Note: This is an archived Handbook entry from 2009. Search for this in the current handbook
|Dates & Locations:|| |
This subject has the following teaching availabilities in 2009:Semester 1, - Taught on campus.
Timetable can be viewed here. For information about these dates, click here.
|Time Commitment:||Contact Hours: Two 1-hour lectures and a 1-hour tutorial per week |
Total Time Commitment: Not available
|Recommended Background Knowledge:||None|
|Non Allowed Subjects:||None|
|Core Participation Requirements:||
For the purposes of considering request for Reasonable Adjustments under the Disability Standards for Education (Cwth 2005), and Student Support and Engagement Policy, academic requirements for this subject are articulated in the Subject Overview, Learning Outcomes, Assessment and Generic Skills sections of this entry.
It is University policy to take all reasonable steps to minimise the impact of disability upon academic study, and reasonable adjustments will be made to enhance a student's participation in the University's programs. Students who feel their disability may impact on meeting the requirements of this subject are encouraged to discuss this matter with a Faculty Student Adviser and Student Equity and Disability Support: http://services.unimelb.edu.au/disability
CoordinatorAssoc Prof Neville Robert Norman
Topics include review of the economic framework for analysing decision making; background to the Australian and other relevant taxation systems; issues and controversies in relation to the tax system and taxpayer decisions; objectives of tax collectors and taxpayers; why taxes exist; options and issues concerning tax bases: income, company profits, expenditures, wealth; the economic impact of taxes on work effort, prices, consumption and saving, investment and financial decisions, corporate investment and corporate financing, welfare, the international location of profits, tax avoidance and evasion; economic analysis of taxpayer decisions concerning legal entities, filing procedures, objections and reviews, negotiation strategies; and policy decisions concerning the tax mix, rate structures and administrative options, legal processes.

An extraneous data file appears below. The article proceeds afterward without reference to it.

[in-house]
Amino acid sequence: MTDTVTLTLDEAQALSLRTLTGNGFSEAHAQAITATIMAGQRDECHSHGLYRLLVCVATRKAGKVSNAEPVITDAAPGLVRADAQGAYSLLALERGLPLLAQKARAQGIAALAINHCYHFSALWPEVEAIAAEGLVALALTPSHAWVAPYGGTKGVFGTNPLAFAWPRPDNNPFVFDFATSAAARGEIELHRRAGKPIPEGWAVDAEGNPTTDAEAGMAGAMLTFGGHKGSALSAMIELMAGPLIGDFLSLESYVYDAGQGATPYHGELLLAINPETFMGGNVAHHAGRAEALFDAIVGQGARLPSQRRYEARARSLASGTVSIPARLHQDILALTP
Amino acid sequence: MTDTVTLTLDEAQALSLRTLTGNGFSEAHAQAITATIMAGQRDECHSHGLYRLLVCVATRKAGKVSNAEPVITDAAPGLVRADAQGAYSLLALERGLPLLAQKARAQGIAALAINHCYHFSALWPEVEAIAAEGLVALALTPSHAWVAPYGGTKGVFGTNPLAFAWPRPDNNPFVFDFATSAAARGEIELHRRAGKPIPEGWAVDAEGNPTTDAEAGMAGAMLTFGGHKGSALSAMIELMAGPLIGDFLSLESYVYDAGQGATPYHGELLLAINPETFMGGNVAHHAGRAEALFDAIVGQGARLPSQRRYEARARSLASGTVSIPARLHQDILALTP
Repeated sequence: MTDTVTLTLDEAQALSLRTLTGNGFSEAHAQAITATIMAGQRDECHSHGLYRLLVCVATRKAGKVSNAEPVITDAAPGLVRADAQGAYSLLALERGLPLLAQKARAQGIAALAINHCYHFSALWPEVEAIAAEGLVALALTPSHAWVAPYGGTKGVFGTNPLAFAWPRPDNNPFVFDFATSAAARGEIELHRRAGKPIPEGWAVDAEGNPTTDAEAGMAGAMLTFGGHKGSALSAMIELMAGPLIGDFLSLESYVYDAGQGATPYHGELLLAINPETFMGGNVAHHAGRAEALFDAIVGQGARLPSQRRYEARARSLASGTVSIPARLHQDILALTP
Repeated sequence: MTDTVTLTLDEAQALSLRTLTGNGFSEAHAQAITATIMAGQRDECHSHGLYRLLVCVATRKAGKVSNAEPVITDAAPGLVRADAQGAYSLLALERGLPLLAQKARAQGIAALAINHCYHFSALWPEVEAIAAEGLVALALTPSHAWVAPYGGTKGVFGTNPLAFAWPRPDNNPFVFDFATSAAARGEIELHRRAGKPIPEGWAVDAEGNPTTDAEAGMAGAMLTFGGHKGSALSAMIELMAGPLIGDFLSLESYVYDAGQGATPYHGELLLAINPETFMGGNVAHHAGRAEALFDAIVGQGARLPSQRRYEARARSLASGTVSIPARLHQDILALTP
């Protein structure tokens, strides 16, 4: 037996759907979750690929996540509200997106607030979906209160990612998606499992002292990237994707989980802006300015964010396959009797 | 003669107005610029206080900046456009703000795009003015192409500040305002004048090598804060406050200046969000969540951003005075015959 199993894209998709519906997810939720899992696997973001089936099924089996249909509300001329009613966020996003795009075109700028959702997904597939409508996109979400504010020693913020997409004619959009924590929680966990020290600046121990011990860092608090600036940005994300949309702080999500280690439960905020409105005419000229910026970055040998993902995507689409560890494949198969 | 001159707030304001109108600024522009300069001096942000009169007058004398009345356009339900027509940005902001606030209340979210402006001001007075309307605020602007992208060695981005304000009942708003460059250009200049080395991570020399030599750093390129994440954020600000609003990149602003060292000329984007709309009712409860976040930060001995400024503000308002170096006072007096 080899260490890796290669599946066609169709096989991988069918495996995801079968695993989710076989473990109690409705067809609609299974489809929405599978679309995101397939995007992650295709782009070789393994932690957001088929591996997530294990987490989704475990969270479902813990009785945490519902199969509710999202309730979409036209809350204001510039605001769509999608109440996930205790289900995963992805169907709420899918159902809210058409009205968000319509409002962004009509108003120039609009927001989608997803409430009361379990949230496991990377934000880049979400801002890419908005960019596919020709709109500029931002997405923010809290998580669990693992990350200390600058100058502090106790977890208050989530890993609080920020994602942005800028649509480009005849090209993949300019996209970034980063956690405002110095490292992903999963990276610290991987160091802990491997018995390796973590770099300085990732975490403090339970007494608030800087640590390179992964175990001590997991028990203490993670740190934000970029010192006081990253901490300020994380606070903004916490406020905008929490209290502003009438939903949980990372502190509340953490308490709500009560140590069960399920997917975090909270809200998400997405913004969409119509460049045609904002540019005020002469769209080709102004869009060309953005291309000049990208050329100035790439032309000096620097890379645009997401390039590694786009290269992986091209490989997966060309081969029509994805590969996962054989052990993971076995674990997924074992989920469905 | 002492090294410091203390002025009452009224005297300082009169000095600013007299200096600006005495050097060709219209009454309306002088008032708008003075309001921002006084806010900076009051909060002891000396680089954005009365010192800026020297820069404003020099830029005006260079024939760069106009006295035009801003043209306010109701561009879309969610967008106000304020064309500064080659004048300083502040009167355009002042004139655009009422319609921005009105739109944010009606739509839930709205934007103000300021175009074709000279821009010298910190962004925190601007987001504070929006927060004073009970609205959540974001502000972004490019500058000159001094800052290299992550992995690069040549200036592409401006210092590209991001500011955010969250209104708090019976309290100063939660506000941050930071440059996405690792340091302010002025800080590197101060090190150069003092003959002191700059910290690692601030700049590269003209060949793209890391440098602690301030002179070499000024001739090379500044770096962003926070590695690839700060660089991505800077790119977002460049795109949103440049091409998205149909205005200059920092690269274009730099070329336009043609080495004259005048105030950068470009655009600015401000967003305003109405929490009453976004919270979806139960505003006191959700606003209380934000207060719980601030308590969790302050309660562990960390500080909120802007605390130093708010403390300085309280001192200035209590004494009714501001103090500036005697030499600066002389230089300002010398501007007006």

A 2-hour end-of-semester examination (60%), assignments totalling not more than 2000 words (20%) and case studies (20%).
|Recommended Texts:|| |
Information Not Available
|Breadth Options:|| |
This subject potentially can be taken as a breadth subject component for the following courses:
You should visit learn more about breadth subjects and read the breadth requirements for your degree, and should discuss your choice with your student adviser, before deciding on your subjects.
|Fees Information:||Subject EFTSL, Level, Discipline & Census Date|
Students may not obtain credit for both 316-329 The Economics of Taxation and 316-305 Public Finance (1998 Handbook).
Economics Major |
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